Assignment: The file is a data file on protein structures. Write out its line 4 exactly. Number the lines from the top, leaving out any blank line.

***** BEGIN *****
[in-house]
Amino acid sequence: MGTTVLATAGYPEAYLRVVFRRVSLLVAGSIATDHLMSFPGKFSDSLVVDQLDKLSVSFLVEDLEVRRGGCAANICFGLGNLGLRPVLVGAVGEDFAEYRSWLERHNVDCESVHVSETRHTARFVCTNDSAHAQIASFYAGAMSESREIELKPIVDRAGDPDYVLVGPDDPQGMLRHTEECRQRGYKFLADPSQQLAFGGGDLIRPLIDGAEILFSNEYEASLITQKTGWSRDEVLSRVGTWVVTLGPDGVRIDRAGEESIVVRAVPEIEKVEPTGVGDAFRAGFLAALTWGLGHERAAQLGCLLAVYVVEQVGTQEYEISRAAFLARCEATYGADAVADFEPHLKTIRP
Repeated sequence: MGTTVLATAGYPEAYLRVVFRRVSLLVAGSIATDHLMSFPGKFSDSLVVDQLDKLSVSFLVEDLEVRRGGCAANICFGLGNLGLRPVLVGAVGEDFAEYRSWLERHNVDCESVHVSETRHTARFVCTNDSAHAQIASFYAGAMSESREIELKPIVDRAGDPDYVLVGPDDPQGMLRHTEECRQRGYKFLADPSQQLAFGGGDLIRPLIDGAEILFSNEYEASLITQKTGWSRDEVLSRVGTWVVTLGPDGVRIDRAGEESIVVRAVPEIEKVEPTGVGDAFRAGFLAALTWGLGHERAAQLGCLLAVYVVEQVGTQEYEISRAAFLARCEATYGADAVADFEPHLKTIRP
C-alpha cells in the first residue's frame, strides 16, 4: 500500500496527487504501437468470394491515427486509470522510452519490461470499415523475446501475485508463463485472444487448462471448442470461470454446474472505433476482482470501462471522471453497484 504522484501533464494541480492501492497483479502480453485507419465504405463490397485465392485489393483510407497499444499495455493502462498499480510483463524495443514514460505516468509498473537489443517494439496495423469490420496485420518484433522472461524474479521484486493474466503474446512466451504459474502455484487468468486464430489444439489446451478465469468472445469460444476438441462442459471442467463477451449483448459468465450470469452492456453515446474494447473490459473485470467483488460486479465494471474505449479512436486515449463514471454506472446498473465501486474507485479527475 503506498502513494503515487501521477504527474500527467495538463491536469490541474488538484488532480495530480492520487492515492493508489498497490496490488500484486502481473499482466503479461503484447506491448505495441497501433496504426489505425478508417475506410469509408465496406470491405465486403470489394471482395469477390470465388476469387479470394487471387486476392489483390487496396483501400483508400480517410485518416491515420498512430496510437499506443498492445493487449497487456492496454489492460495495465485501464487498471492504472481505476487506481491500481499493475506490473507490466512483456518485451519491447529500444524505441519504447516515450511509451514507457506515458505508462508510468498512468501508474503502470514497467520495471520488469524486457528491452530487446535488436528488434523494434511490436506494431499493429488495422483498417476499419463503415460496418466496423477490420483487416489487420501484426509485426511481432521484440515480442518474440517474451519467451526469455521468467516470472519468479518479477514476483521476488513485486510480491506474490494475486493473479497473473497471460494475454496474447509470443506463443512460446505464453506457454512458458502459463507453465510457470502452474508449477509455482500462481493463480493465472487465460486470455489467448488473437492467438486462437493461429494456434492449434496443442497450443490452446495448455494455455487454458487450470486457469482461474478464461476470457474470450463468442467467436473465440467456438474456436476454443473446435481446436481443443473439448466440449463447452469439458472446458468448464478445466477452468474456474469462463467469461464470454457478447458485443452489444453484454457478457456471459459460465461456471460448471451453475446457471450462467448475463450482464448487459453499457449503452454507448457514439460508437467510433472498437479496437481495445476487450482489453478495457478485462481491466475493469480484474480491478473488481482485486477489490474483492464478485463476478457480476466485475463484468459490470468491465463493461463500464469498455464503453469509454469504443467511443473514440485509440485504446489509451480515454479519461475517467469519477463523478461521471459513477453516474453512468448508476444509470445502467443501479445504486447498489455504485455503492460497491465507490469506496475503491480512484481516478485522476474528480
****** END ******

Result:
C-alpha cells in the first residue's frame, strides 16, 4: 500500500496527487504501437468470394491515427486509470522510452519490461470499415523475446501475485508463463485472444487448462471448442470461470454446474472505433476482482470501462471522471453497484 504522484501533464494541480492501492497483479502480453485507419465504405463490397485465392485489393483510407497499444499495455493502462498499480510483463524495443514514460505516468509498473537489443517494439496495423469490420496485420518484433522472461524474479521484486493474466503474446512466451504459474502455484487468468486464430489444439489446451478465469468472445469460444476438441462442459471442467463477451449483448459468465450470469452492456453515446474494447473490459473485470467483488460486479465494471474505449479512436486515449463514471454506472446498473465501486474507485479527475 503506498502513494503515487501521477504527474500527467495538463491536469490541474488538484488532480495530480492520487492515492493508489498497490496490488500484486502481473499482466503479461503484447506491448505495441497501433496504426489505425478508417475506410469509408465496406470491405465486403470489394471482395469477390470465388476469387479470394487471387486476392489483390487496396483501400483508400480517410485518416491515420498512430496510437499506443498492445493487449497487456492496454489492460495495465485501464487498471492504472481505476487506481491500481499493475506490473507490466512483456518485451519491447529500444524505441519504447516515450511509451514507457506515458505508462508510468498512468501508474503502470514497467520495471520488469524486457528491452530487446535488436528488434523494434511490436506494431499493429488495422483498417476499419463503415460496418466496423477490420483487416489487420501484426509485426511481432521484440515480442518474440517474451519467451526469455521468467516470472519468479518479477514476483521476488513485486510480491506474490494475486493473479497473473497471460494475454496474447509470443506463443512460446505464453506457454512458458502459463507453465510457470502452474508449477509455482500462481493463480493465472487465460486470455489467448488473437492467438486462437493461429494456434492449434496443442497450443490452446495448455494455455487454458487450470486457469482461474478464461476470457474470450463468442467467436473465440467456438474456436476454443473446435481446436481443443473439448466440449463447452469439458472446458468448464478445466477452468474456474469462463467469461464470454457478447458485443452489444453484454457478457456471459459460465461456471460448471451453475446457471450462467448475463450482464448487459453499457449503452454507448457514439460508437467510433472498437479496437481495445476487450482489453478495457478485462481491466475493469480484474480491478473488481482485486477489490474483492464478485463476478457480476466485475463484468459490470468491465463493461463500464469498455464503453469509454469504443467511443473514440485509440485504446489509451480515454479519461475517467469519477463523478461521471459513477453516474453512468448508476444509470445502467443501479445504486447498489455504485455503492460497491465507490469506496475503491480512484481516478485522476474528480